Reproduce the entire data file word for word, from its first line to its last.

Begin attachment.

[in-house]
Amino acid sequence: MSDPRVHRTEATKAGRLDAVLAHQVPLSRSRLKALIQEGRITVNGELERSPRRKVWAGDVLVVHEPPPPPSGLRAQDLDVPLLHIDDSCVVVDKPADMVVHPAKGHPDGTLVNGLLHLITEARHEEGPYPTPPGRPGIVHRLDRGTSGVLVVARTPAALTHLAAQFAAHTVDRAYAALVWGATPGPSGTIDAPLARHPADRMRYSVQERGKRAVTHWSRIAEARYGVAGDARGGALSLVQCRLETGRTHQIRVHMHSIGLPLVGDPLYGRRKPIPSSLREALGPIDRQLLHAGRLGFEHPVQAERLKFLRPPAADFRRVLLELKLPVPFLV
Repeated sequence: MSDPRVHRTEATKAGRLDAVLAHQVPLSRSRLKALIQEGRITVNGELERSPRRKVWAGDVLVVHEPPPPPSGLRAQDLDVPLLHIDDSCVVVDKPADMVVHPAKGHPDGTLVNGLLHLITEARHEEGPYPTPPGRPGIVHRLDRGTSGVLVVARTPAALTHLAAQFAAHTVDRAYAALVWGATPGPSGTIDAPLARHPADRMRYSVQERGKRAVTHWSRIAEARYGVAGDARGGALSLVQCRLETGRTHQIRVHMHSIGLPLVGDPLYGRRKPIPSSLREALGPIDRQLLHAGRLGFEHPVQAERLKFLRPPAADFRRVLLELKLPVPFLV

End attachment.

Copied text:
[in-house]
Amino acid sequence: MSDPRVHRTEATKAGRLDAVLAHQVPLSRSRLKALIQEGRITVNGELERSPRRKVWAGDVLVVHEPPPPPSGLRAQDLDVPLLHIDDSCVVVDKPADMVVHPAKGHPDGTLVNGLLHLITEARHEEGPYPTPPGRPGIVHRLDRGTSGVLVVARTPAALTHLAAQFAAHTVDRAYAALVWGATPGPSGTIDAPLARHPADRMRYSVQERGKRAVTHWSRIAEARYGVAGDARGGALSLVQCRLETGRTHQIRVHMHSIGLPLVGDPLYGRRKPIPSSLREALGPIDRQLLHAGRLGFEHPVQAERLKFLRPPAADFRRVLLELKLPVPFLV
Repeated sequence: MSDPRVHRTEATKAGRLDAVLAHQVPLSRSRLKALIQEGRITVNGELERSPRRKVWAGDVLVVHEPPPPPSGLRAQDLDVPLLHIDDSCVVVDKPADMVVHPAKGHPDGTLVNGLLHLITEARHEEGPYPTPPGRPGIVHRLDRGTSGVLVVARTPAALTHLAAQFAAHTVDRAYAALVWGATPGPSGTIDAPLARHPADRMRYSVQERGKRAVTHWSRIAEARYGVAGDARGGALSLVQCRLETGRTHQIRVHMHSIGLPLVGDPLYGRRKPIPSSLREALGPIDRQLLHAGRLGFEHPVQAERLKFLRPPAADFRRVLLELKLPVPFLV